I start with my brows for makeup, and I wear the Glossier Boy Brow in Brown. I saw the makeup artist use it like, how you say? A pencil? And just swipe it on. I’ve been using it from the beginning—it’s my favorite. Then I use the Nars concealer in Caramel, and it’s the best concealer I’ve used. I’ve tried a lot of brands—I like the fact that it blends in really nice with the skin, and it doesn’t do that thing in the lines that a lot of concealers do. It’s pretty subtle—I like the fact that it looks natural, but with coverage. If I take this off, I have really dark circles. Then I use this—it’s amazing. It’s from Naked Skin, and it’s like a skin balm, but tinted. So it’s a little hydrating. It’s matte, and it gives just a little color. My sister actually brought this to me in May, the Lash Slick. I like that I just go one or two times on my eyelashes, without it being too intense. It’s just the perfect amount of making it longer and a little thicker. I don’t know how to explain—it’s really good. OK, so this is also my favorite—Cloud Paint in Beam. I wear it every day, and I didn’t use blush before that. I used this one, and I was like, ‘OK, this is amazing.’ It just makes me look like I’m a little more tanned. I have Storm too, but this one is more intense. If I wear lipstick, I’ll wear the Nars Powermatte Lip Pigment in Star Woman. It’s a deep red—between red and Bordeaux, but more red. It stays forever. You can eat, you can drink, whatever, and it will stay. Nighttime I go for the full red, red lip. If I do that, I don’t put anything on my eyes, really light on my skin. Sometimes during the day, I dab the Dior Tattoo gloss on my lips. It’s tinted, and it just feels like water on your lips. Most of the time I use the Weleda balm, so it’s like a balm, but with color. Oh, and Haloscope, but that’s also nighttime. During the day I don’t. Voilà!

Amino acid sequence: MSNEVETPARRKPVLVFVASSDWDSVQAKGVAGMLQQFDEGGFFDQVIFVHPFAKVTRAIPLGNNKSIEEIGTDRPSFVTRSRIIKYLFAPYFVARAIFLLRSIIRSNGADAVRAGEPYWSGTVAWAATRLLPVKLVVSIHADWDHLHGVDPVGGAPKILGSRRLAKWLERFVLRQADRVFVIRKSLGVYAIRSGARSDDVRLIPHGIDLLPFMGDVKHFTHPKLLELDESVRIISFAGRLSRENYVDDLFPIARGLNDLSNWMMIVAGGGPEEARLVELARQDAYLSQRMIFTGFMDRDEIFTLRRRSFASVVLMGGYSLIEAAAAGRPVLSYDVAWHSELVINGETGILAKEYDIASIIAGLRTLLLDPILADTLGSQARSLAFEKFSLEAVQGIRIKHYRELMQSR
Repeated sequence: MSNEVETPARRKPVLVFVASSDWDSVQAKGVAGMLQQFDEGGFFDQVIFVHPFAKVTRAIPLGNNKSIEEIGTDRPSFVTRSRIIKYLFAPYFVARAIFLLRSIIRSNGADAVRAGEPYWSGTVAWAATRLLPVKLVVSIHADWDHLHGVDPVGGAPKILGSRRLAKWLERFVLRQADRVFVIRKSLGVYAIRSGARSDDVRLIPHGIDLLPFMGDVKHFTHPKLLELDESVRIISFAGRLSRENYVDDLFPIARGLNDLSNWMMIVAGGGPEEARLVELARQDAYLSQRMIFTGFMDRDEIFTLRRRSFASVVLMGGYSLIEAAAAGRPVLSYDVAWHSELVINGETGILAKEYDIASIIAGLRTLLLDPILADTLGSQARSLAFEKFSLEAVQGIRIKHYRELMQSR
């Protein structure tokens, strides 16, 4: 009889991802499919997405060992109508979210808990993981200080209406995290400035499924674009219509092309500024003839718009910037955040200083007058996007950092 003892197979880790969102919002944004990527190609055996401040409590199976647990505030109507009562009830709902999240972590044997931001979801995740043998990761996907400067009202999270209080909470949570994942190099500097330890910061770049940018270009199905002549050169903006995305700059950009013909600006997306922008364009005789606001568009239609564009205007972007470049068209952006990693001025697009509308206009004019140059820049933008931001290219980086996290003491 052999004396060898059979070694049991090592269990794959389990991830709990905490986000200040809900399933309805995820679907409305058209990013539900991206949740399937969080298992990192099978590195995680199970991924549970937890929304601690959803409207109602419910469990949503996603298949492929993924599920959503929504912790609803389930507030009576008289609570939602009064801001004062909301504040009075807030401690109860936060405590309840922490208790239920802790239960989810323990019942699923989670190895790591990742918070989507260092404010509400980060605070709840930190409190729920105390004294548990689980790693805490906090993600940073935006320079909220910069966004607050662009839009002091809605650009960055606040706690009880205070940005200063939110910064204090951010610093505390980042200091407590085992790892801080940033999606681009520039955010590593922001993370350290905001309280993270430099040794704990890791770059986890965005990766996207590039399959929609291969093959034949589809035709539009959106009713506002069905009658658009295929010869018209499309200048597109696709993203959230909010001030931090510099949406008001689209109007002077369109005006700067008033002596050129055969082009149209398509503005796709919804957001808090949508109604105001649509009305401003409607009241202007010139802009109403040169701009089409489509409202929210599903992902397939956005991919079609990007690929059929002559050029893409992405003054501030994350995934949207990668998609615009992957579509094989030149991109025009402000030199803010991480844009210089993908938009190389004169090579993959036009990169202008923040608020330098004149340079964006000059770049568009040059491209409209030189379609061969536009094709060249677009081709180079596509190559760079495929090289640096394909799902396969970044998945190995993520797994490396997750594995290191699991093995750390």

The last, last, detail is my perfume. I wear Thé Noir 29 from Le Labo. Before that I wore Santal 33, but I’m pretty sad that a lot of people started wearing it. I used to work at the Acne store in Le Marais, and they would diffuse that scent in the shop. It was my job to buy the refills, and I would spray it and go. The sales manager would always be like, ‘What are you doing?’ [Laughs] But yeah, I fell in love with the smell. When I was in New York a lot of people would wear it, and I was like, ‘Oh, I don’t feel that special anymore.’ Now I like Thé Noir better, because it’s more unique. But it was hard! I feel like Santal 33 was my thing—like, people would smell it and be like, ‘Ah, it smells like Melissa.’"

—as told to ITG

Melissa Bon photographed by Tom Newton in Paris on October 19, 2018.